Srabonti Narmeen Ali
happened again, the other day. I was on my way to work in the
stifling heat of the afternoon sun, with no AC to give me respite.
Riding in the midst of Dhaka traffic in the infernal heat is
just asking for trouble. I was fanning myself as my car halted
in the middle of a nightmare traffic jam. Something made me
turn and look at the car directly beside me -- maybe it was
my sixth sense, or possibly, boredom -- when I saw a group of
young men all staring at me.
I would just roll my eyes at such "oglers" and look
away. This time, however, being definitively more annoyed than
usual, I stared back. Childish, perhaps, but necessary at times.
Of course, as soon as I did that, I was subjected to catcalls,
hoots and tongues sticking out.
Ok, so maybe
it was not the best of ideas.
quickly came to my senses and looked away, praying that traffic
would start moving fast. It did. I breathed a sigh of relief
as the car started moving away -- a second too soon -- as I
realised when I looked back and found, to my horror, that the
car of hooligans (that is how I like to refer to them) was following
me. They followed me from Tejgaon all the way to Karwan Bazaar
from where they drove off with a resounding screech of their
tires, no doubt trying to teach me a lesson -- or maybe they
were just flirting?
It is not
unusual for people to stare in Dhaka. Truthfully, my male friends
cannot understand why I find this so disturbing. After all it's
not a crime to stare, they keep saying. If the situation poses
no threat, then why should you be so affected by it? When faced
with such a rational question it is difficult to come up with
an equally rational answer. What offends me every time, is that
people -- especially men -- have no shame and no conception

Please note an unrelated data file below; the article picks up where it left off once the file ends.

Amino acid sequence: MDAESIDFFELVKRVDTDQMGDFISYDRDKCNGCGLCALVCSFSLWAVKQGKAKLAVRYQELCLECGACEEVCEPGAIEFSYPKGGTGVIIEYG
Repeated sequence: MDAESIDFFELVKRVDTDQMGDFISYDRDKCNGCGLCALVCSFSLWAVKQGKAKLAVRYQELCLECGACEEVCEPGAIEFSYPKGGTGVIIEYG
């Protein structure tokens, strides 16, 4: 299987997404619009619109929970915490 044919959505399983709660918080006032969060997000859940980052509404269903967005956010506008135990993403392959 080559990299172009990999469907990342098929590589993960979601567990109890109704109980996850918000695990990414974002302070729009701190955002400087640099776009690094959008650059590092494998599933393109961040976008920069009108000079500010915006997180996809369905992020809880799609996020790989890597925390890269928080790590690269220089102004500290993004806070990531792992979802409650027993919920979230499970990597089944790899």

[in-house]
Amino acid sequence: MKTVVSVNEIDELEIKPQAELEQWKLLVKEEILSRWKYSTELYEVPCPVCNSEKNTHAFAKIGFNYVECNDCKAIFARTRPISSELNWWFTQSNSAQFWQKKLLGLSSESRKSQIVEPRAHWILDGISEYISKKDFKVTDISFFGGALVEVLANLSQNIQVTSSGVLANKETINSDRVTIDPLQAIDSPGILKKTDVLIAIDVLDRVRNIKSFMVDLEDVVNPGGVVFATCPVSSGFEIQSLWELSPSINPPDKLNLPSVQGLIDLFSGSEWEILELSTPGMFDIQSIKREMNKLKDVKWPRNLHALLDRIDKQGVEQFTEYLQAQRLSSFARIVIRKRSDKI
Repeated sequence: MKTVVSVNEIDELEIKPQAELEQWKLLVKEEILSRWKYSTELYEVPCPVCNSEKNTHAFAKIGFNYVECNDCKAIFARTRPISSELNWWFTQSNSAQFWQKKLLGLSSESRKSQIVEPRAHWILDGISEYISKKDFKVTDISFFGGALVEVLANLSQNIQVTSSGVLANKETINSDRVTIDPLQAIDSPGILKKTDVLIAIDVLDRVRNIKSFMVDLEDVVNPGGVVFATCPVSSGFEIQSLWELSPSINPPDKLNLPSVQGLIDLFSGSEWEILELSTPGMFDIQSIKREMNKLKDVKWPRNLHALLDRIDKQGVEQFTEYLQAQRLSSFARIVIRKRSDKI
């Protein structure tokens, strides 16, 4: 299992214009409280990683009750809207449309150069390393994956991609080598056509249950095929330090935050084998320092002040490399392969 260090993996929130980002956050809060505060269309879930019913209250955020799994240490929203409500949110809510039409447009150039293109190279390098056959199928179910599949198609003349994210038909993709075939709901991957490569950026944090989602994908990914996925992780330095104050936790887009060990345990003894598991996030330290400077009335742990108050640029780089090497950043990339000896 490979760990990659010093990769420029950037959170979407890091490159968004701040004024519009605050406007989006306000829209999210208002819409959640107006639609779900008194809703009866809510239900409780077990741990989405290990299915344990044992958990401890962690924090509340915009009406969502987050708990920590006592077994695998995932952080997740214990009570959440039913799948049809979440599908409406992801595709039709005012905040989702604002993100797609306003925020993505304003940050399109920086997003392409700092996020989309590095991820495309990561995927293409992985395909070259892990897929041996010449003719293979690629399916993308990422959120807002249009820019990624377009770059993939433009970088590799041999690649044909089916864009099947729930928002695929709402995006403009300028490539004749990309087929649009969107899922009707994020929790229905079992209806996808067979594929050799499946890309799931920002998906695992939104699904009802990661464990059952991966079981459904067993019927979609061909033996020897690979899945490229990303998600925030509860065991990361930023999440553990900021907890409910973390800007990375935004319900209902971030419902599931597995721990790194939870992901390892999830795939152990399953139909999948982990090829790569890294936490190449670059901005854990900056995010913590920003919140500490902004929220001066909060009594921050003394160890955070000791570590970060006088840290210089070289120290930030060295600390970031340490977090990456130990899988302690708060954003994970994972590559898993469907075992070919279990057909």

of how intrusive it is when people stare at you when you are
doing something completely commonplace, like riding in a car
on your way to work.
think it is irrational and hypersensitive to react to something
that they perceive as such a small and insignificant part of
a twenty-four hour day, or a seven-day week. I don't blame them.
How can they understand? Being the gender that is not targeted
with harassment or sexual violence, it is hard for them to fully
comprehend where exactly this fear (or irritation, depending
on how you look at it) comes from. As it is, men already suffer
from the misconception that women have a tendency to cry "wolf"
when it comes to gender-related incidents.
is that when women are stared at in public places, they are
made to feel alienated and isolated. Whether or not they are
in danger, it is simply that feeling that of not belonging,
or of being treated differently because you are a woman -- and
I don't mean in the chivalrous sense! It is an invasion of privacy.
And if one reciprocates by staring back or (God Forbid) even
saying something, they might have to face the repercussions,
such as someone following you, or taunting you, or generally
harassing you. Where does that leave women? We feel helpless
and unable to speak out against anything in fear of having to
deal with the aftermath. A tad bit dramatic, I'm sure most men
are thinking, as they read this.
argue that such "individual" attention should be flattering
to women, and that they would enjoy it if the situation were
reversed, but they are wrong. It is unwelcoming, unflattering
and totally nerve-wrecking. It is not the act of staring that
frustrates women, but the thought process behind it. Staring
at someone unabashedly is often a prelude to lewd comments and
gestures that not only humiliate women, but also leave them
feeling helpless and victimised. If a man spent a day in a woman's
shoes, I would hope he could fully appreciate the way it feels
to be subjected to such uncalled-for attention. Only then would
men finally be able to understand and accept the fact that when
women say that certain forms of staring are violating, it is
a reality that we face every day and not just a figment of our